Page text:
We see more people of color in the media, and the depictions are often “race-neutral” in the sense that characters are not necessarily written to be Asian/black/Latino, etc. However, the most complex and interesting representations can be found not in mainstream media, but in the works of independent media producers of color.

Shaping Youth: Similarly, do you find kids to be MORE or LESS ‘color-blind’ than prior generations? (If so, do you feel media/mktg. has contributed to this/how? If not, explain various nuances—environmental exposure, burying prejudices, typecasting, etc.)

Carmen Van Kerckhove: Let me first say that being colorblind is not possible and it should not be our goal.

As NAACP Chairman Julian Bond says, colorblindness means being “blind to the consequences of being the wrong color in America today.” So, I’m going to rephrase your question to:

“Do you find kids to be MORE or LESS racist than prior generations?”

I think that kids today THINK they are less racist because they grew up with hip hop, The Chappelle Show, and other forms of African-American pop culture. Because they think they are less racist, they are less introspective about race and assume that nothing they say can be construed as racism.

But given the recent rash of blackface parties and racist newspaper articles on college campuses across the nation, I would hesitate to say that today’s youth is free of racism. (see top 10 trends on Racialicious’ blog here:)

Shaping Youth: How have media/marketing depictions of various races changed over the years? Does it differ by age? (kid culture/cartoons/tweens vs. teenagers/young adults, & seniors?)

Carmen Van Kerckhove: The biggest change has probably been that we’re seeing more characters who are neither black nor white. The black/white paradigm is still strong, but a little less all-encompassing than in the past.

Shaping Youth: What are your five top picks (shows & actors) for positive media role models and why?

Carmen Van Kerckhove: I would hesitate to label any TV characters or celebrities as “role models.”

But some of the TV shows I think are doing a good job of portraying people of color as normal human beings, as opposed to walking stereotypes or tokens, are:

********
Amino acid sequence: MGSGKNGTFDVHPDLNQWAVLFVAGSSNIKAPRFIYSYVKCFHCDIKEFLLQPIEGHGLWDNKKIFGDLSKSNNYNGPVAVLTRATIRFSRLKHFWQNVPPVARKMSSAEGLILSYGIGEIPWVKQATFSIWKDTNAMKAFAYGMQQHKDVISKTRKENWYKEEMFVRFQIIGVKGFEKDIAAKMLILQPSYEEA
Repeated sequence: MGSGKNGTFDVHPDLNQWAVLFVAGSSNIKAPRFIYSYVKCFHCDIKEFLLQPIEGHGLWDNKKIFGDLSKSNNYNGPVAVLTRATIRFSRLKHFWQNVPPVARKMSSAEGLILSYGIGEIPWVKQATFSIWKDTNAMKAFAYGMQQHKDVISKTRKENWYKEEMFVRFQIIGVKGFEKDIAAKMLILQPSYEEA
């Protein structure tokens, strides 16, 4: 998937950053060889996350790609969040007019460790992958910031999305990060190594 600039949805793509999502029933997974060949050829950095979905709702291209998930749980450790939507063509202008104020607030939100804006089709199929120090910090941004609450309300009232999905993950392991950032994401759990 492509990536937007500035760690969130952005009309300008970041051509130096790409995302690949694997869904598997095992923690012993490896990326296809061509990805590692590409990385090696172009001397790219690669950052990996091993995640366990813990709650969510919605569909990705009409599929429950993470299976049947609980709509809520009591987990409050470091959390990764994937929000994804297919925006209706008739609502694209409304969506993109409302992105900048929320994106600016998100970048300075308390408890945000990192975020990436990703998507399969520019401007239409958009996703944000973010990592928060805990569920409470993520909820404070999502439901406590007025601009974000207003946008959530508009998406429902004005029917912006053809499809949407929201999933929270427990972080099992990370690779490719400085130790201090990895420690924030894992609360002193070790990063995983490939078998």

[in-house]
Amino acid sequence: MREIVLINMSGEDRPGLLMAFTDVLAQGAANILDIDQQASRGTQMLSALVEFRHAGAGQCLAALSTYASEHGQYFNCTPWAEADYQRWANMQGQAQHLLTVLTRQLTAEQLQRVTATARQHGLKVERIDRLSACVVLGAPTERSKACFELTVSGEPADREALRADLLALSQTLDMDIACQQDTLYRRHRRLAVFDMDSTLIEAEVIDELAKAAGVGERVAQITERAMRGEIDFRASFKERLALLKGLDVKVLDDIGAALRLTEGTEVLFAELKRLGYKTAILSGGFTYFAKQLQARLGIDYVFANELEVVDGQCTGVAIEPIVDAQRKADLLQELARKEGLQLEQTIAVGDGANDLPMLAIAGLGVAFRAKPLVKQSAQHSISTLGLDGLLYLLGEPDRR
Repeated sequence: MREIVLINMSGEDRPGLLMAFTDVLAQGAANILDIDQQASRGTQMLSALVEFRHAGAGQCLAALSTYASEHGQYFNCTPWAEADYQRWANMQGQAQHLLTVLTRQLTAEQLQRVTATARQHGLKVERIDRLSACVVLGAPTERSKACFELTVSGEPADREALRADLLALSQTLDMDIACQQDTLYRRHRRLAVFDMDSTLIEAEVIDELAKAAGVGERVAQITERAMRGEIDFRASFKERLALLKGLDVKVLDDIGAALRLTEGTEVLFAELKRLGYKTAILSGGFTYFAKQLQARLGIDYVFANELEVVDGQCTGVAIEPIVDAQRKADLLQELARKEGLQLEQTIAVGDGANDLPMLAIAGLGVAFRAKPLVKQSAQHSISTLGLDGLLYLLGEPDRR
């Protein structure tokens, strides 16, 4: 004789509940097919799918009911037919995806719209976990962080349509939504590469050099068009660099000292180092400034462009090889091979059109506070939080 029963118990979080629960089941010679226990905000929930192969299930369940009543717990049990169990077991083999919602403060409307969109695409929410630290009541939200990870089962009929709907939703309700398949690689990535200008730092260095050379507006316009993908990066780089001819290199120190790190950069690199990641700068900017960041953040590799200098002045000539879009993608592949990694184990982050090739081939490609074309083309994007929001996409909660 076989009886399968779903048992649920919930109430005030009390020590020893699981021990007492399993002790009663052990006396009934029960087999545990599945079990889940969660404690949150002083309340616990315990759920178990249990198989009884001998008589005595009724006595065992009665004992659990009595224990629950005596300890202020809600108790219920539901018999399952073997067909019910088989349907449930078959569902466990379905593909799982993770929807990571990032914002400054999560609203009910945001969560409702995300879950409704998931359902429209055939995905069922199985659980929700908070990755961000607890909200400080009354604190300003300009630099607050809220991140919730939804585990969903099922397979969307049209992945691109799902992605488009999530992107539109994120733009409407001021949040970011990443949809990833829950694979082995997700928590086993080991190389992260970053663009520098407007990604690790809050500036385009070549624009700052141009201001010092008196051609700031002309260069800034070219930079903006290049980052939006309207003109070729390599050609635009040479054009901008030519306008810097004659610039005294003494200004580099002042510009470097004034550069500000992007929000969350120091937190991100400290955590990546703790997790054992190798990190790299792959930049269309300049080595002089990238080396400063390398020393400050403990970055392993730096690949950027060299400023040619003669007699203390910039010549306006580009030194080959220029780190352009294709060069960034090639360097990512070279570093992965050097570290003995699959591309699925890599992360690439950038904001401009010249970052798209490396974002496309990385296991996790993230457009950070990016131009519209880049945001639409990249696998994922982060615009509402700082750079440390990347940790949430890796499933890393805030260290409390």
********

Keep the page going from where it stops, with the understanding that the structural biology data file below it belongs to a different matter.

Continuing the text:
The Office
Grey’s Anatomy

Shaping Youth: Similarly, what are your five most offensive media representations that pop in your mind? (e.g. either shows, ads, trends, statements made, tokenism, setbacks, etc.)

Carmen Van Kerckhove:

The Magic Negro: Think of Will Smith in “The Legend of Bagger Vance” or Michael Clarke Duncan in “The Green Mile” or Don Cheadle in “The Family Man.”

The “Magic Negro” is a black man (usually) who appears out of nowhere, possesses mystical powers, and helps the white protagonist achieve enlightenment. He exists only to serve.

White Teacher in the Ghetto: Think of Michelle Pfeiffer in “Dangerous Minds” or Hilary Swank in “Freedom Writers.”

Why do we see so many movies about heroic white teachers working in inner-city public schools and inspiring their mostly black and Latino students? Why do we rarely see similar movies about teachers of color who do the same?

MADtv recently did a brilliant video spoof of this genre, and my blog Racialicious has analyzed the elements of each one of these movies here.

Asian Buffoon: From Long Duk Dong in “Sixteen Candles” to the Asian storeowners in the recent Stride Gum commercials, Asian men are often portrayed as bumbling buffoons who cannot speak English or get dates.

Colorface: Hollywood is still oblivious to the fact that blackface, yellow face and brown face is offensive.

Just this year we have seen Angelina Jolie play the Afro-Cuban Mariane Pearl (A Mighty Heart), Brian Dennehy play Kublai Khan (in the Hallmark Channel movie Marco Polo, Eddie Murphy play a Chinese man (Norbit), Nicolas Cage play Fu Manchu (Grindhouse). And I just read that Jessica Biel may play the Chinese character Chun Li in an upcoming movie remake of the videogame Street Fighter! Clearly Hollywood is not spending much time thinking this issue through.

Oh, and then there’s Norbit—The whole movie, basically. If you’ve seen the trailer, you can understand why…

More with Carmen Van Kerckhove tomorrow as she previews her “five top Anti-Racist parenting tips,” tackles some of the hip-hop misperceptions within that media genre, explains inter-racial faux pas, and has lots and lots to say on a wide array of kids’/race media topics. Stay tuned…


Speak Your Mind